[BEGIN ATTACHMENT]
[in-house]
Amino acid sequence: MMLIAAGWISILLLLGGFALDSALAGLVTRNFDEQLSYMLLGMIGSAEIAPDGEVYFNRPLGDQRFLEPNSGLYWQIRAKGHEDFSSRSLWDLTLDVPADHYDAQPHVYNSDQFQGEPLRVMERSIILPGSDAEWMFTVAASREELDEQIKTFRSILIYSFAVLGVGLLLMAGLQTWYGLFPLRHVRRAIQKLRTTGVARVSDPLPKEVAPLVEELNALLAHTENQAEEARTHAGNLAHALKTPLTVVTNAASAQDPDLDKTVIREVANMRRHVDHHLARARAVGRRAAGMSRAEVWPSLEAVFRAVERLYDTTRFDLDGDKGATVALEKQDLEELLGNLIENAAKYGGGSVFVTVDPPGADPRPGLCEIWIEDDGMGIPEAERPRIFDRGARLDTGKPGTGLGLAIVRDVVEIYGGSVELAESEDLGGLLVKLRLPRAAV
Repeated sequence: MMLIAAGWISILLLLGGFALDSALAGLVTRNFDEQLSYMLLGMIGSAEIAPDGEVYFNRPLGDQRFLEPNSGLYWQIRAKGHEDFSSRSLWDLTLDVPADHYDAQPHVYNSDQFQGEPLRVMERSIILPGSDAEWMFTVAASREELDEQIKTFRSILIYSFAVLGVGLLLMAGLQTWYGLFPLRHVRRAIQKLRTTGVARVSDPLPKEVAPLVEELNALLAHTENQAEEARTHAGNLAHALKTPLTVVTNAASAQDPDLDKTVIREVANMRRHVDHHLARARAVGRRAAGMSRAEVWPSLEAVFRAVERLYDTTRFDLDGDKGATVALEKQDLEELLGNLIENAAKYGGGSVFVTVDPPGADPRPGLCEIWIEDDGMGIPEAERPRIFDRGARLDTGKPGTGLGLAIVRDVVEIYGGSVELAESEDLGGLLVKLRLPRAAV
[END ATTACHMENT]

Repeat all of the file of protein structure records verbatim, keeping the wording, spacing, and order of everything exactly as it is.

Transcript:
[in-house]
Amino acid sequence: MMLIAAGWISILLLLGGFALDSALAGLVTRNFDEQLSYMLLGMIGSAEIAPDGEVYFNRPLGDQRFLEPNSGLYWQIRAKGHEDFSSRSLWDLTLDVPADHYDAQPHVYNSDQFQGEPLRVMERSIILPGSDAEWMFTVAASREELDEQIKTFRSILIYSFAVLGVGLLLMAGLQTWYGLFPLRHVRRAIQKLRTTGVARVSDPLPKEVAPLVEELNALLAHTENQAEEARTHAGNLAHALKTPLTVVTNAASAQDPDLDKTVIREVANMRRHVDHHLARARAVGRRAAGMSRAEVWPSLEAVFRAVERLYDTTRFDLDGDKGATVALEKQDLEELLGNLIENAAKYGGGSVFVTVDPPGADPRPGLCEIWIEDDGMGIPEAERPRIFDRGARLDTGKPGTGLGLAIVRDVVEIYGGSVELAESEDLGGLLVKLRLPRAAV
Repeated sequence: MMLIAAGWISILLLLGGFALDSALAGLVTRNFDEQLSYMLLGMIGSAEIAPDGEVYFNRPLGDQRFLEPNSGLYWQIRAKGHEDFSSRSLWDLTLDVPADHYDAQPHVYNSDQFQGEPLRVMERSIILPGSDAEWMFTVAASREELDEQIKTFRSILIYSFAVLGVGLLLMAGLQTWYGLFPLRHVRRAIQKLRTTGVARVSDPLPKEVAPLVEELNALLAHTENQAEEARTHAGNLAHALKTPLTVVTNAASAQDPDLDKTVIREVANMRRHVDHHLARARAVGRRAAGMSRAEVWPSLEAVFRAVERLYDTTRFDLDGDKGATVALEKQDLEELLGNLIENAAKYGGGSVFVTVDPPGADPRPGLCEIWIEDDGMGIPEAERPRIFDRGARLDTGKPGTGLGLAIVRDVVEIYGGSVELAESEDLGGLLVKLRLPRAAV